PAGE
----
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Overview of the Authorisation for Export of E-Waste

25 Jul, 2023
Authorisation for Export of E-waste

The generation of electronic waste (e-waste) has significantly increased globally due to growing electrical and electronic equipment (EEE) consumption and increased product obsolesce rate. Various electronic devices and appliances, such as old phones, TVs, laptops, desktops, refrigerators, and power backup systems, retain considerable value even when abandoned. In India, e-waste[1] processors possess a substantial stockpile of valuable scrap containing precious metals like gold and silver. However, they find themselves in a difficult situation. To extract these precious metals from the scrap, they must comply with strict national regulations, leading to the necessity of obtaining authorisation for the export of e-waste. This article will give you an overview of the process of authorisation for export of e-waste and the advantages associated with e-waste export.

Regulation in Authorisation for Export of E-waste

The transboundary movement of e-waste is governed by the Hazardous Wastes (Management) Rules, 2022.The enforcement of e-waste management in India involves various agencies, including:

  • Ministry of Environment & Forests, GoI
  • Central Pollution Control Board (CPCB)
  • State Pollution Control Boards (SPCB)
  • Directorate General of Foreign Trade
  • Port Authorities and Customs Authorities under the Customs Act, 1962.

Popular E-waste items being exported from India

The following e-waste items are popular in the list of exported items:

  1. Non-dispersible metallic waste made of metal and metal alloys.
  2. Metal waste, including alloys containing tellurium, antimony, cadmium, and lead.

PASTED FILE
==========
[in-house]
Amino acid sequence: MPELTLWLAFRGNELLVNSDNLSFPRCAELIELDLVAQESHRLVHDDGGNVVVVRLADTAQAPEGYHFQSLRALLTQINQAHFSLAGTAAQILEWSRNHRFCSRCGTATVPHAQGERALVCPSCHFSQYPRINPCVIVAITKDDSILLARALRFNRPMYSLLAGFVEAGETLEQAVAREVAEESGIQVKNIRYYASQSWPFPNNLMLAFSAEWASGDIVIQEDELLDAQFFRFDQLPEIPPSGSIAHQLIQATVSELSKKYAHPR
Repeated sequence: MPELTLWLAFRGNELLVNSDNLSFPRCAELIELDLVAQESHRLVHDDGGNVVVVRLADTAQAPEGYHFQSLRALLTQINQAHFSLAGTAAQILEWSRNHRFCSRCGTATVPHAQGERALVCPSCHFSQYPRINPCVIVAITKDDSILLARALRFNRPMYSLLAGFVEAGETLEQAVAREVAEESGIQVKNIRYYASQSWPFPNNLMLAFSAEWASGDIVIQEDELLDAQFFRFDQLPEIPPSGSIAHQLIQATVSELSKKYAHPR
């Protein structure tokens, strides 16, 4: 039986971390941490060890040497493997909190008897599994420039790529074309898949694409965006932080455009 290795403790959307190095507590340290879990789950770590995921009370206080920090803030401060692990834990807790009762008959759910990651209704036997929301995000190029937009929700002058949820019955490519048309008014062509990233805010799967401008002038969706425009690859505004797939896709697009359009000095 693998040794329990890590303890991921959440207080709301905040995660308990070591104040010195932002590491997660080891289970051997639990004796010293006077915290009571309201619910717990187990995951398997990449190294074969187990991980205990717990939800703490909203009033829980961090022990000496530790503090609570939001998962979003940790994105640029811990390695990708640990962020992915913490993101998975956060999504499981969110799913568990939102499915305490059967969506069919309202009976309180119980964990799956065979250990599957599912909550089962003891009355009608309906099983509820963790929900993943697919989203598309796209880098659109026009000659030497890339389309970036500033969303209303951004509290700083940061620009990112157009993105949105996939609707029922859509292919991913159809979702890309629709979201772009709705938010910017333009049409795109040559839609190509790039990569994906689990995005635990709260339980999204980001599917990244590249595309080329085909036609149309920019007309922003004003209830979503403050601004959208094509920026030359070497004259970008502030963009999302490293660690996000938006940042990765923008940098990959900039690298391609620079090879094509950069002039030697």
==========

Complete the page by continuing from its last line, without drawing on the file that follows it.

3. Waste containing compounds of antimony, cadmium, lead, tellurium, and other substances.
  4. Waste containing metal carbonyls.
  5. Waste from galvanic processes.
  6. Waste alcoholic beverages used for metal-pickling.
  7. Zinc processing waste, dust, and sludges, such as hematite and jarosite, require leaching.
  8. Discarded zinc waste.
  9. Electrical and electronic scrap or assemblies.
  10. Waste primarily comprises inorganic components but may also contain metals and organic compounds.
  11. Bulk clean metal scrap, including alloys (sheet, plates, beams, rods, etc.), fragments of beryllium, cadmium, lead, tellurium, and selenium, excluding lead-acid batteries.
  12. Dispersible metallic waste of molybdenum, tungsten, titanium, niobium, tantalum, and rhenium, including metal powder.
  13. Heavy non-ferrous scrap mixed with cadmium, antimony, lead, and tellurium.
  14. Solid residues of precious metals may contain traces of inorganic cyanides.
  15. Non-dispersible by-products of mining.
  16. Glass waste that is not recyclable.
  17. Fluoride-calcium sludge.
  18. Outdated multipurpose printing and copying equipment.

Eligibility for Authorisation for Export of E-waste

To obtain permission or a license from the Ministry of Environment and Forests (MoEF) following Schedule I, the following entities are required:

  • Producer of E-waste
  • Dismantler of E-waste
  • Refurbisher of W-Waste
  • Manufacturer of E-waste
  • Mass Quantity Consumer of Electronic Devices
  • E-waste Collection Organizations

Procedure of Authorisation for Export of E-waste